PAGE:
Astana has always acknowledged that Russia is its chief foreign policy ally, but it also enjoys warm relations with the United States that were hailed by Hillary Clinton on December 1. Now’s the time for Kazakhstan to put into play its “multi-vector” foreign policy, which is based on forging good relations with all major world players, and demonstrate its vaunted bridge-building role within the OSCE.
Kyrgyzstan watchers have zeroed in on a juicy dispatch from the latest influx of wikileaked diplomatic cables: Ostensibly written by current U.S. Ambassador Tatiana Gfoeller in October 2008, the cable describes an “astonishingly candid” discussion with the United Kingdom’s Prince Andrew and a group of British businessmen in Bishkek.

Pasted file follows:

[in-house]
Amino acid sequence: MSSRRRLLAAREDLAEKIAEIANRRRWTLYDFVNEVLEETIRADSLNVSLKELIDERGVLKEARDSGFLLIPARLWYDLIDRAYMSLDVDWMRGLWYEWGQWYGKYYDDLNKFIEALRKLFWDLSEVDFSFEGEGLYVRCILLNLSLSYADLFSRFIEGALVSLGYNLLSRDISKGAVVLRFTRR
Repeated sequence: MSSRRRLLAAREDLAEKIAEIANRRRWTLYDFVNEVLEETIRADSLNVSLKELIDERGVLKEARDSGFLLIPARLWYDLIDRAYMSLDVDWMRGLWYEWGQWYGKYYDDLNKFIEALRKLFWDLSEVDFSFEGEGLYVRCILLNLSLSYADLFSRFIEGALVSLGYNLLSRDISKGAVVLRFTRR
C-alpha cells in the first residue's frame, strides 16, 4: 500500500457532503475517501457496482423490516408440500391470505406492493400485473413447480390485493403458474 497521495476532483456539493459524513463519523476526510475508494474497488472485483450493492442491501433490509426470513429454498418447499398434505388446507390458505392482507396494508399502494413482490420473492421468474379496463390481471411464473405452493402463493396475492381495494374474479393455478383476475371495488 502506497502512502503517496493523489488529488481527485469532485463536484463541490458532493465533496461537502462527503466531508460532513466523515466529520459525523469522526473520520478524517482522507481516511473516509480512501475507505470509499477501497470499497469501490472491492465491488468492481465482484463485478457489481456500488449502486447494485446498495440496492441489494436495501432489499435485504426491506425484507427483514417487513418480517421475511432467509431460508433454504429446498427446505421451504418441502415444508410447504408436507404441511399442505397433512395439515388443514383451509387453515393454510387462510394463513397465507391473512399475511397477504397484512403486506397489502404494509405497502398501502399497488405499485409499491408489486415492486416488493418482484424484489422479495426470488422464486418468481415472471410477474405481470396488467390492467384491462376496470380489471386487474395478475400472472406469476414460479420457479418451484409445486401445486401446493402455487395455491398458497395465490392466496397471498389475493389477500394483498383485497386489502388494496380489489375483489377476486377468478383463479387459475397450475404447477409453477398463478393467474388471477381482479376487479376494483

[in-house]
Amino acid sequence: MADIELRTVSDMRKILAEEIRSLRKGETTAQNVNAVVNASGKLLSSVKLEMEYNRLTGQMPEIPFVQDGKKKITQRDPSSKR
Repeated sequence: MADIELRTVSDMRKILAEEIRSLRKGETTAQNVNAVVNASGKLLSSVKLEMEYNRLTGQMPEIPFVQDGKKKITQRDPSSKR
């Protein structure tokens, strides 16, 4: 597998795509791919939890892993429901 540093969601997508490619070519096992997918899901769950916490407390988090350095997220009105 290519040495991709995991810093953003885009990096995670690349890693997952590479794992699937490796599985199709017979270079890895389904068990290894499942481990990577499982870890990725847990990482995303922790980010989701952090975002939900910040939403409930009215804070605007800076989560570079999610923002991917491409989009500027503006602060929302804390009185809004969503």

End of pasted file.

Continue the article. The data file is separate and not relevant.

The leitmotif is corruption, which the businessmen lamented was “appallingly high […] in the Kyrgyz economy.”
The conversation took place during the reign of President Kurmanbek Bakiyev, ousted in street riots this April, in part because he and his family were widely believed to be lining their pockets at the expense of the Kyrgyz people.
In an astonishing display of candor in a public hotel where the brunch was taking place, all of the businessmen then chorused that nothing gets done in Kyrgyzstan if President Bakiyev’s son Maxim does not get “his cut.” Prince Andrew took up the topic with gusto, saying that he keeps hearing Maxim’s name “over and over again” whenever he discusses doing business in this country. Emboldened, one businessman said that doing business here is “like doing business in the Yukon” in the nineteenth century, i.e. only those willing to participate in local corrupt practices are able to make any money. His colleagues all heartily agreed, with one pointing out that “nothing ever changes here. Before all you heard was [former President Askar] Akayev’s son’s name. Now it’s Bakiyev’s son’s name.”